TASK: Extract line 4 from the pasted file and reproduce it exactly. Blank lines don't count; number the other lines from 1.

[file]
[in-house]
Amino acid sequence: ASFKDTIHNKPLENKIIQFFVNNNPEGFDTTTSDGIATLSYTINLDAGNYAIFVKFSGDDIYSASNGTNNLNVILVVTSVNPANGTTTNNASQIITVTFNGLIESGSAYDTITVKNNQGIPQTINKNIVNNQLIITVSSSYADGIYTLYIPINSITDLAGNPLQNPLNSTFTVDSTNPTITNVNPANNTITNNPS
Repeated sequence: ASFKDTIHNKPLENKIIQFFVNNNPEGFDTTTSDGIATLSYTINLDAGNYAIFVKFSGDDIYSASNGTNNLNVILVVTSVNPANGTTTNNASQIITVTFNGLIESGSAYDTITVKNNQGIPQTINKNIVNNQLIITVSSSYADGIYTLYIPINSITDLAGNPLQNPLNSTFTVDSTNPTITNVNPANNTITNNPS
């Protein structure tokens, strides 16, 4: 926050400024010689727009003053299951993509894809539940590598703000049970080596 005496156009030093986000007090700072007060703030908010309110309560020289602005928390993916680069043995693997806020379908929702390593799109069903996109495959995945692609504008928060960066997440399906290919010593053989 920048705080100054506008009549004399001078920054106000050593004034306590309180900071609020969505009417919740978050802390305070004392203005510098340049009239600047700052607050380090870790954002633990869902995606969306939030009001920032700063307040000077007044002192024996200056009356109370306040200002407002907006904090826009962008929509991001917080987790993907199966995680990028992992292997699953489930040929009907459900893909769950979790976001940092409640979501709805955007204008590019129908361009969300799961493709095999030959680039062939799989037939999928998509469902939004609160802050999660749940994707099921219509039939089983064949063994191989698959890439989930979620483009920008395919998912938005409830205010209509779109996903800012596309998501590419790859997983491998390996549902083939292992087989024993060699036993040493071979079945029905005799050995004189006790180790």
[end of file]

């Protein structure tokens, strides 16, 4: 926050400024010689727009003053299951993509894809539940590598703000049970080596 005496156009030093986000007090700072007060703030908010309110309560020289602005928390993916680069043995693997806020379908929702390593799109069903996109495959995945692609504008928060960066997440399906290919010593053989 920048705080100054506008009549004399001078920054106000050593004034306590309180900071609020969505009417919740978050802390305070004392203005510098340049009239600047700052607050380090870790954002633990869902995606969306939030009001920032700063307040000077007044002192024996200056009356109370306040200002407002907006904090826009962008929509991001917080987790993907199966995680990028992992292997699953489930040929009907459900893909769950979790976001940092409640979501709805955007204008590019129908361009969300799961493709095999030959680039062939799989037939999928998509469902939004609160802050999660749940994707099921219509039939089983064949063994191989698959890439989930979620483009920008395919998912938005409830205010209509779109996903800012596309998501590419790859997983491998390996549902083939292992087989024993060699036993040493071979079945029905005799050995004189006790180790």